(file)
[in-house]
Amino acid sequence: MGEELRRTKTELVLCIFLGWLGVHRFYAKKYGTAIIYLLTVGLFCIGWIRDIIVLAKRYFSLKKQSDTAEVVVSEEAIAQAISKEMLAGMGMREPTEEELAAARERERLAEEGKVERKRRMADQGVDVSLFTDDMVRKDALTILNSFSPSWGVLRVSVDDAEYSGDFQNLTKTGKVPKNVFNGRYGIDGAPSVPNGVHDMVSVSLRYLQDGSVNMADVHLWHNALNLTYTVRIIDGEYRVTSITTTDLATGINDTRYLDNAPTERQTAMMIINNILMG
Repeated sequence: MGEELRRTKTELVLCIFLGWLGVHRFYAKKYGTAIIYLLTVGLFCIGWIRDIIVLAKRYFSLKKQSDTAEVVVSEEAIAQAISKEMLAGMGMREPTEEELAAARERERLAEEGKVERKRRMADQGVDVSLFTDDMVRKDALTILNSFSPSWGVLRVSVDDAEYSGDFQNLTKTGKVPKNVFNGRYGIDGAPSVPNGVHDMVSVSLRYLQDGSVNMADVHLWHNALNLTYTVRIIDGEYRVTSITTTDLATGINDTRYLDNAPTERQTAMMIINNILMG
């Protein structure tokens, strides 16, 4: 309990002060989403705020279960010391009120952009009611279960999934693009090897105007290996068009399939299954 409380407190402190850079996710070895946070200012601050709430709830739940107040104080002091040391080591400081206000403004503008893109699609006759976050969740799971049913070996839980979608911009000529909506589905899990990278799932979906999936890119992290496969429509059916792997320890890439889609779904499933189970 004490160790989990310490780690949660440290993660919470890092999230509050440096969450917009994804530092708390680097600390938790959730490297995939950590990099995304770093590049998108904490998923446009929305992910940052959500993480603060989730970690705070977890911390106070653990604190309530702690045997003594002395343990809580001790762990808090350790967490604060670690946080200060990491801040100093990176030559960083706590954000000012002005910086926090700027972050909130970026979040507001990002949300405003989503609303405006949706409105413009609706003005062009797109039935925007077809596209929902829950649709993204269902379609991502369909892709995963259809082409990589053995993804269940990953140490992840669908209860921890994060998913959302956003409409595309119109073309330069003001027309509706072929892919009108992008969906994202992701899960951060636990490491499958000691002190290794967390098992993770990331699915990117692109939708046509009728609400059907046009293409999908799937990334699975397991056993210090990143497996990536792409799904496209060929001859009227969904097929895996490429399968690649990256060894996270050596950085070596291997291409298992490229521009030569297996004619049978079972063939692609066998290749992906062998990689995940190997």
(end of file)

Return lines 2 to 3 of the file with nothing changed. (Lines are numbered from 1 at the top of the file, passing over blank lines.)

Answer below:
Amino acid sequence: MGEELRRTKTELVLCIFLGWLGVHRFYAKKYGTAIIYLLTVGLFCIGWIRDIIVLAKRYFSLKKQSDTAEVVVSEEAIAQAISKEMLAGMGMREPTEEELAAARERERLAEEGKVERKRRMADQGVDVSLFTDDMVRKDALTILNSFSPSWGVLRVSVDDAEYSGDFQNLTKTGKVPKNVFNGRYGIDGAPSVPNGVHDMVSVSLRYLQDGSVNMADVHLWHNALNLTYTVRIIDGEYRVTSITTTDLATGINDTRYLDNAPTERQTAMMIINNILMG
Repeated sequence: MGEELRRTKTELVLCIFLGWLGVHRFYAKKYGTAIIYLLTVGLFCIGWIRDIIVLAKRYFSLKKQSDTAEVVVSEEAIAQAISKEMLAGMGMREPTEEELAAARERERLAEEGKVERKRRMADQGVDVSLFTDDMVRKDALTILNSFSPSWGVLRVSVDDAEYSGDFQNLTKTGKVPKNVFNGRYGIDGAPSVPNGVHDMVSVSLRYLQDGSVNMADVHLWHNALNLTYTVRIIDGEYRVTSITTTDLATGINDTRYLDNAPTERQTAMMIINNILMG